When does a postdoc end?
So, you’ve finished your Ph.D. Now what? Postdoctoral research is the typical next step, especially for those hoping to make a long-term career in academia (although doing a postdoc can be advantageous for other career fields too).
Fellow career columnist Elizabeth Stivison has written before about how to find a postdoctoral position, so I won’t go into specifics about that. Instead, I want to talk about the other side of things: Once you’ve started your postdoc, when does it end?
This question doesn’t really have a one-size-fits-all answer. Unlike a Ph.D. or master’s program, which has a certain amount of structure and a semi-guaranteed timeline for completion, a postdoc is typically open-ended and doesn’t have a set timeline. Postdoctoral fellowships have also gotten longer, with many stretching to five to six years (if not more). Postdoc job offers and contracts are also extremely variable in structure and are less standardized than graduate programs — some are on a fixed timeline, others aren’t. Some are tied to specific projects or funding lines, and some are broader in scope.
There are countless outcomes that can come from a postdoc, and they are influenced by factors such as funding, area of research, career opportunities and personal choice. There are also industry postdoctoral opportunities, which I’m not talking about here either. The outcomes below are generalized and are more specific to academic postdocs.
So, what comes next?
For most, the primary goal of a postdoc is to receive the additional training, and oftentimes funding, to land a full-time faculty research position. The exact nature of that position will depend on your goals. For example, a faculty job at a primarily undergraduate institution will differ from one at an R1 (high research activity) institution.
Showing that you can secure your own funding, whether it be a training grant or career-transition award, is a good way to demonstrate you are a good candidate.
Faculty positions are extremely competitive, so starting the hunt early is also advisable. One early-career faculty member I talked do during my postdoc said she applied to over 50 faculty positions over the course of two and half years before she accepted her current position. If your end goal is a faculty position, you may have to be prepared to stick out your postdoc until that new job offer comes, which can extend postdoc timelines.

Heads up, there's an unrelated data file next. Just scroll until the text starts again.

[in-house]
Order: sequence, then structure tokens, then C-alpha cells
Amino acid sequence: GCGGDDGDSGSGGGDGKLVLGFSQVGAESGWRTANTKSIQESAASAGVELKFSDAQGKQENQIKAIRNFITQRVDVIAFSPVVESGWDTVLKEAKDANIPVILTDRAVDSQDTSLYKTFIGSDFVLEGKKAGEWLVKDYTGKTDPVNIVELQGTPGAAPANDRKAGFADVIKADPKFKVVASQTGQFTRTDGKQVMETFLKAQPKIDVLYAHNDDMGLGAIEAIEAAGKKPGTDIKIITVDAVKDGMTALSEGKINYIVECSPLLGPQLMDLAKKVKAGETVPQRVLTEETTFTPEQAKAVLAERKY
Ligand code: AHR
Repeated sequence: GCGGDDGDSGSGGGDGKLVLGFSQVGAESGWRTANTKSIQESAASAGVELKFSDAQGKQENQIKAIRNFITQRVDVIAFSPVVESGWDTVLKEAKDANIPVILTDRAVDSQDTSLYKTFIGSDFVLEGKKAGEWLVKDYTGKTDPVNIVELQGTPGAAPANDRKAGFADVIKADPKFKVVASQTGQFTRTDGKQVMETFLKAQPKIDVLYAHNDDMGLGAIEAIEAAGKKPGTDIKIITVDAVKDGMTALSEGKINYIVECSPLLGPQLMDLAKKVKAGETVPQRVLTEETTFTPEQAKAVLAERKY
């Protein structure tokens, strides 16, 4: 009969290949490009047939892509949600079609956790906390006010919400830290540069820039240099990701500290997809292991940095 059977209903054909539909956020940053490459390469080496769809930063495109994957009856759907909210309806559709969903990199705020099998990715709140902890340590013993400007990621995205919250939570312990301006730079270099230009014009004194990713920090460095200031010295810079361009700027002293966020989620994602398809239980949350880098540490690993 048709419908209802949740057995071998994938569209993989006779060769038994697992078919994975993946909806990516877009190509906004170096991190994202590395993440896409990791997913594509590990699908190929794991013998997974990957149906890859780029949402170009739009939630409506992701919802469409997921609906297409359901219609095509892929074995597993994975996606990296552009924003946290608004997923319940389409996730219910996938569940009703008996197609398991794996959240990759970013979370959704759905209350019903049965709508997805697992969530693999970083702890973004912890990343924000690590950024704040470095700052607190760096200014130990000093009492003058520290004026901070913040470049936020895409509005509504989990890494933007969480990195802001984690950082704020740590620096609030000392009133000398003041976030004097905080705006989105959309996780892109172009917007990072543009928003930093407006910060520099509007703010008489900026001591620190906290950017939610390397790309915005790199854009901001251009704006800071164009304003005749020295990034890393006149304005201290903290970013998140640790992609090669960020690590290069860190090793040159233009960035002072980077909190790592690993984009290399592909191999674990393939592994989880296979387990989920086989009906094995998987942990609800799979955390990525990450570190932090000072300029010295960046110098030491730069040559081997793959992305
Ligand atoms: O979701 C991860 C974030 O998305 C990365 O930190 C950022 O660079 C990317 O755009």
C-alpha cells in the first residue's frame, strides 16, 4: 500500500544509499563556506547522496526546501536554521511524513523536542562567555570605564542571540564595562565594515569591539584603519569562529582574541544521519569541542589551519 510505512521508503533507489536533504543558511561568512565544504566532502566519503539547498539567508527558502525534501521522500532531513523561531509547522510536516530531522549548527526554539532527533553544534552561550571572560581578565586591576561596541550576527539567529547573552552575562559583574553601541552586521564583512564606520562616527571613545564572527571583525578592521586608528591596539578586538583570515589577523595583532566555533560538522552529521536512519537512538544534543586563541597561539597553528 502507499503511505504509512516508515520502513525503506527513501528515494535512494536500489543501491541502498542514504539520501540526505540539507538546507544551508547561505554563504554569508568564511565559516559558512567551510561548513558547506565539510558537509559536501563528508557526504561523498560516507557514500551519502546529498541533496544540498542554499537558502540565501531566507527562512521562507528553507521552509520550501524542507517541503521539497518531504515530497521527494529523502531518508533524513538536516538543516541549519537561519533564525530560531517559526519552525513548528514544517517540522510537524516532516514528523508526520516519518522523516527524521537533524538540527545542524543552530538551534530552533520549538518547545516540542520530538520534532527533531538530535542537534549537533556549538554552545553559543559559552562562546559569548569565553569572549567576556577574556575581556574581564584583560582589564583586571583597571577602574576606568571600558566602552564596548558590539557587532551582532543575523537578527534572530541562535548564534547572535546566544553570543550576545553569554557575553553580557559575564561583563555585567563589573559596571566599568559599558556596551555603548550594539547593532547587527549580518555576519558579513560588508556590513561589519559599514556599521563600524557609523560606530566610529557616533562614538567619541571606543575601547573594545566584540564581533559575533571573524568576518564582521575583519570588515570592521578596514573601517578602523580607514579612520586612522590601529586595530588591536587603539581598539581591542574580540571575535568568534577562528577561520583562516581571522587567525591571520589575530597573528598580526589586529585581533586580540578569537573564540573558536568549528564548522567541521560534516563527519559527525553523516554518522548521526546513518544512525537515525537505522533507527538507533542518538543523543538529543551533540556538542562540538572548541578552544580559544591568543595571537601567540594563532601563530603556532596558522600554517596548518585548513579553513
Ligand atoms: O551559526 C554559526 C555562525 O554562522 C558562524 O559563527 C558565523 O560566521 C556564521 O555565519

A second postdoc
It is becoming more common for researchers to do two postdoctoral stints, although there hasn’t been a solid comprehensive study that gives a sense of how prevalent this is.
As difficulties in finding permanent faculty-level positions persist, some postdoctoral scientists are opting to further expand their skill set in a second postdoc position. This move is often made a little earlier into the postdoc timeline, say after three to four years at the first.
If you’re committed to further expanding your skills and are happy in the postdoc life, this could be a good option to become a more technically diverse faculty candidate.
Another academic position
Some universities will promote postdocs to research associates, or similar positions, typically after many years of postdoc work.
These positions are a step above postdoctoral work in the sense that you typically are not considered a trainee anymore and can take on more departmental responsibility, which can be advantageous to building a strong CV.
Many universities and departments have job listings specifically for research associates, so this can be another good way to get more experience within academia. This type of promotion does often remove you from postdoc-specific funding opportunities though, so keep that in mind if you are still interested in securing independent funding.
Position outside of academia
Many leave their postdocs for positions outside of academia, either because they have found another area of interest or because they no longer wish to apply for faculty positions.
Postdoctoral training can still offer many advantages in fields outside of academia, so doing a postdoc to feel out the academic career space, even if you ultimately end up leaving academia, can be a good idea.
Postdoc positions can help prepare you for careers in industry, regulatory science, project management, careers in academia outside of research, and more.
As I said earlier, these are just some of the ways a postdoc can end and vary greatly from person to person. If you’re curious about specific details, reach out to a postdoc in your department or university (or even on LinkedIn), and they’d probably be happy to share their experience.
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